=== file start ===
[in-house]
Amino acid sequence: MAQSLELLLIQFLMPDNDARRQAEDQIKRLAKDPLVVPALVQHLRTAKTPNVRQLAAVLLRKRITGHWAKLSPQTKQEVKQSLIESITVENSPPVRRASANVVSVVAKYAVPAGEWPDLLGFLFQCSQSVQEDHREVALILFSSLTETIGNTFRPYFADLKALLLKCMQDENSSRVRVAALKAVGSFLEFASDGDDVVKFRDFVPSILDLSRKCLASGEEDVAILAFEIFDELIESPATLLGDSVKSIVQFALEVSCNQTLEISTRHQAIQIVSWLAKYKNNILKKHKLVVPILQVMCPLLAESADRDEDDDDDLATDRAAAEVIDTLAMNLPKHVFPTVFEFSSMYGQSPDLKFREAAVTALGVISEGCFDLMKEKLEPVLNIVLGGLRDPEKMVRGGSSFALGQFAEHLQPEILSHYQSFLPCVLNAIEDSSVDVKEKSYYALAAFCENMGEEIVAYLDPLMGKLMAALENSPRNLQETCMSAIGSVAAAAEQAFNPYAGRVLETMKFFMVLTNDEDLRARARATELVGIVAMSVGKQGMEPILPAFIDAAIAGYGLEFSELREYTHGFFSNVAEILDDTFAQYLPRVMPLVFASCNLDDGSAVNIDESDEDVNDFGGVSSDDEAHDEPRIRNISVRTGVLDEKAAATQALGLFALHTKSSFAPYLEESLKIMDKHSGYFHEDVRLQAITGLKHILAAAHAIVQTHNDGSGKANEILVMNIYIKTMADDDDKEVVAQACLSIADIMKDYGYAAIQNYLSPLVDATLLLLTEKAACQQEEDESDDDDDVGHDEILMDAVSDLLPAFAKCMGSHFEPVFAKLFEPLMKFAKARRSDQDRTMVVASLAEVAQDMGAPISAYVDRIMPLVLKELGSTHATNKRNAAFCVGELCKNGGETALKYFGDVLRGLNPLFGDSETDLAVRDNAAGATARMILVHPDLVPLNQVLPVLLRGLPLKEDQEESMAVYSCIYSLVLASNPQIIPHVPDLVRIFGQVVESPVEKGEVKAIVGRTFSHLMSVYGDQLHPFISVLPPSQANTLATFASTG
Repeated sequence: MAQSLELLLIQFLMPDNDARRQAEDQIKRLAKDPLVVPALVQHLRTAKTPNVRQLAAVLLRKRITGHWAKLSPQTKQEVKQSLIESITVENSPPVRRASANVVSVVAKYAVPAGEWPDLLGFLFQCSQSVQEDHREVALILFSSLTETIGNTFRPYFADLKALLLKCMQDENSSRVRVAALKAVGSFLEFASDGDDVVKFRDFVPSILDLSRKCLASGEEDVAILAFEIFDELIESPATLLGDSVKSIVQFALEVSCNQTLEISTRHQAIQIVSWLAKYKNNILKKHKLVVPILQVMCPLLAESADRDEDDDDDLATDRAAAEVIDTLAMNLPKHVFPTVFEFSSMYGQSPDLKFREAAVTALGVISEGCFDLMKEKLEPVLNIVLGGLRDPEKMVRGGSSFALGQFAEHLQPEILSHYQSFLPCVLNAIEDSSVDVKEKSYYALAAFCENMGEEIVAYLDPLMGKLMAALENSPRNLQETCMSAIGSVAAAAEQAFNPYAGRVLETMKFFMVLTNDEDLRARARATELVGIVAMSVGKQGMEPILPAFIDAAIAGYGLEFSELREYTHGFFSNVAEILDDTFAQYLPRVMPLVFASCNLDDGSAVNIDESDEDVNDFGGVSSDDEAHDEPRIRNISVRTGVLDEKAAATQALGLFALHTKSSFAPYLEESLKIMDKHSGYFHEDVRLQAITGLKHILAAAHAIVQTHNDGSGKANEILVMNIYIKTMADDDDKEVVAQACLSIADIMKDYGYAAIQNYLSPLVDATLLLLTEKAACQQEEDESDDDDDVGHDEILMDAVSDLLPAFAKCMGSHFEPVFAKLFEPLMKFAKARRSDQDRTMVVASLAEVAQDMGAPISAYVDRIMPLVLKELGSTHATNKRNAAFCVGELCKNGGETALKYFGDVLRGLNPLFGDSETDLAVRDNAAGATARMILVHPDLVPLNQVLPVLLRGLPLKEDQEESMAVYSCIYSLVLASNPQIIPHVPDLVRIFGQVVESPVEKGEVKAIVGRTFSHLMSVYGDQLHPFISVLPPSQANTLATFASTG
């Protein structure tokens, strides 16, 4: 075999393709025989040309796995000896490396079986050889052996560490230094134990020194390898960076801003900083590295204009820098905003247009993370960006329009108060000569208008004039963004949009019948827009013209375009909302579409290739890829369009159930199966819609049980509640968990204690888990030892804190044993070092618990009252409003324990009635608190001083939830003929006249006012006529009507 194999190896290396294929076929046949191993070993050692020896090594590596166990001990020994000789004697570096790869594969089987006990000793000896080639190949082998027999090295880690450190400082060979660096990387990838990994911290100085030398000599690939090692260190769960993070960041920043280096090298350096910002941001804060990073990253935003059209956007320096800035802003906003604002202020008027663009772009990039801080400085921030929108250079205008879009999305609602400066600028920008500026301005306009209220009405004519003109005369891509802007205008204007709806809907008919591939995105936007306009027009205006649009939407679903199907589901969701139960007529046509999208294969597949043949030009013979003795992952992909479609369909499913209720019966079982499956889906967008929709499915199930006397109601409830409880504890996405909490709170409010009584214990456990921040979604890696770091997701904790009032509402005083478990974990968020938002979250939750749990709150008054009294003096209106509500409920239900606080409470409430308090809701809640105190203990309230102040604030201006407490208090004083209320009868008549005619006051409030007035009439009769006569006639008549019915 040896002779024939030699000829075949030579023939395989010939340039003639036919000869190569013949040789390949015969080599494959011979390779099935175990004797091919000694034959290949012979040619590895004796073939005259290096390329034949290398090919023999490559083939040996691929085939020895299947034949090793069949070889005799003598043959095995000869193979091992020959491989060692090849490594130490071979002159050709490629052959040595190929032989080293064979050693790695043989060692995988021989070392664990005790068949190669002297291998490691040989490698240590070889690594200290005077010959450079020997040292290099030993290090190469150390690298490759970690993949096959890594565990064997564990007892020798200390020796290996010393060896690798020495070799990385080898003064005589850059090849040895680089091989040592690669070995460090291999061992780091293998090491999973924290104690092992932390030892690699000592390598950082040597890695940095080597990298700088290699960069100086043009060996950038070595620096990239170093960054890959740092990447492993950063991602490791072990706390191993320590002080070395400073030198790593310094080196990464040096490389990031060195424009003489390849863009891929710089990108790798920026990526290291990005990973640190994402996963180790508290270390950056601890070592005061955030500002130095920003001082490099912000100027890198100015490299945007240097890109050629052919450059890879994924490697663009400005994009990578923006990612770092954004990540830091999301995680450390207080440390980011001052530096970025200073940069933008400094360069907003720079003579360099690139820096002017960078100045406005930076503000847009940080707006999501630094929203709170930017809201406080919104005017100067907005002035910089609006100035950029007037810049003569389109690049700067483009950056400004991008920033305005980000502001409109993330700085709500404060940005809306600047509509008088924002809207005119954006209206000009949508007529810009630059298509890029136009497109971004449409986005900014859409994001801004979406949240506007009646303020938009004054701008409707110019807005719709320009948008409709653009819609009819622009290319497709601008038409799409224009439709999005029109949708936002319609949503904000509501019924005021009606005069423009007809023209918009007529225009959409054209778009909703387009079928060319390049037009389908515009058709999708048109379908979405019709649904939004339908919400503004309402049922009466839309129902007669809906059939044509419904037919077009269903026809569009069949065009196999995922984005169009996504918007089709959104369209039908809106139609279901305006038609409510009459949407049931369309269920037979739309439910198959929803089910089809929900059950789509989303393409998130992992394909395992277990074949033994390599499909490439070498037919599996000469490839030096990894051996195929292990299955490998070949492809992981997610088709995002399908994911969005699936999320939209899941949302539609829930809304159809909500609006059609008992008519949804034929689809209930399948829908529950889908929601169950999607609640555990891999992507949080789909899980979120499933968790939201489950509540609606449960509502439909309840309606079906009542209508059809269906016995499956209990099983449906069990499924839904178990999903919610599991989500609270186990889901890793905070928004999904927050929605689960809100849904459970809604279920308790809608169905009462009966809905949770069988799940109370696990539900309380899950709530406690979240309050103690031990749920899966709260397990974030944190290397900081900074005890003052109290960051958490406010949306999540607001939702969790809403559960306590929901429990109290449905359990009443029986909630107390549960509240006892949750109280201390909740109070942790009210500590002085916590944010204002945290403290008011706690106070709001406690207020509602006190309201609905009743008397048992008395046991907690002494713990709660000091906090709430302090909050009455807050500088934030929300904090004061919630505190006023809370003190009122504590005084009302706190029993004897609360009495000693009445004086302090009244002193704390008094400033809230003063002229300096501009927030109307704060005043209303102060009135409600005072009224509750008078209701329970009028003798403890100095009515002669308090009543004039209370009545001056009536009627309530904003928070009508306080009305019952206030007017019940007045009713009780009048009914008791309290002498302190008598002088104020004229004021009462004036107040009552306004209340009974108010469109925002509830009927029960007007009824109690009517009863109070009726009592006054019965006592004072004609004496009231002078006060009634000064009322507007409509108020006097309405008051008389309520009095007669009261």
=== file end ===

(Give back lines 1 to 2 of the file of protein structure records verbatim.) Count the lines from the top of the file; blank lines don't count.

[in-house]
Amino acid sequence: MAQSLELLLIQFLMPDNDARRQAEDQIKRLAKDPLVVPALVQHLRTAKTPNVRQLAAVLLRKRITGHWAKLSPQTKQEVKQSLIESITVENSPPVRRASANVVSVVAKYAVPAGEWPDLLGFLFQCSQSVQEDHREVALILFSSLTETIGNTFRPYFADLKALLLKCMQDENSSRVRVAALKAVGSFLEFASDGDDVVKFRDFVPSILDLSRKCLASGEEDVAILAFEIFDELIESPATLLGDSVKSIVQFALEVSCNQTLEISTRHQAIQIVSWLAKYKNNILKKHKLVVPILQVMCPLLAESADRDEDDDDDLATDRAAAEVIDTLAMNLPKHVFPTVFEFSSMYGQSPDLKFREAAVTALGVISEGCFDLMKEKLEPVLNIVLGGLRDPEKMVRGGSSFALGQFAEHLQPEILSHYQSFLPCVLNAIEDSSVDVKEKSYYALAAFCENMGEEIVAYLDPLMGKLMAALENSPRNLQETCMSAIGSVAAAAEQAFNPYAGRVLETMKFFMVLTNDEDLRARARATELVGIVAMSVGKQGMEPILPAFIDAAIAGYGLEFSELREYTHGFFSNVAEILDDTFAQYLPRVMPLVFASCNLDDGSAVNIDESDEDVNDFGGVSSDDEAHDEPRIRNISVRTGVLDEKAAATQALGLFALHTKSSFAPYLEESLKIMDKHSGYFHEDVRLQAITGLKHILAAAHAIVQTHNDGSGKANEILVMNIYIKTMADDDDKEVVAQACLSIADIMKDYGYAAIQNYLSPLVDATLLLLTEKAACQQEEDESDDDDDVGHDEILMDAVSDLLPAFAKCMGSHFEPVFAKLFEPLMKFAKARRSDQDRTMVVASLAEVAQDMGAPISAYVDRIMPLVLKELGSTHATNKRNAAFCVGELCKNGGETALKYFGDVLRGLNPLFGDSETDLAVRDNAAGATARMILVHPDLVPLNQVLPVLLRGLPLKEDQEESMAVYSCIYSLVLASNPQIIPHVPDLVRIFGQVVESPVEKGEVKAIVGRTFSHLMSVYGDQLHPFISVLPPSQANTLATFASTG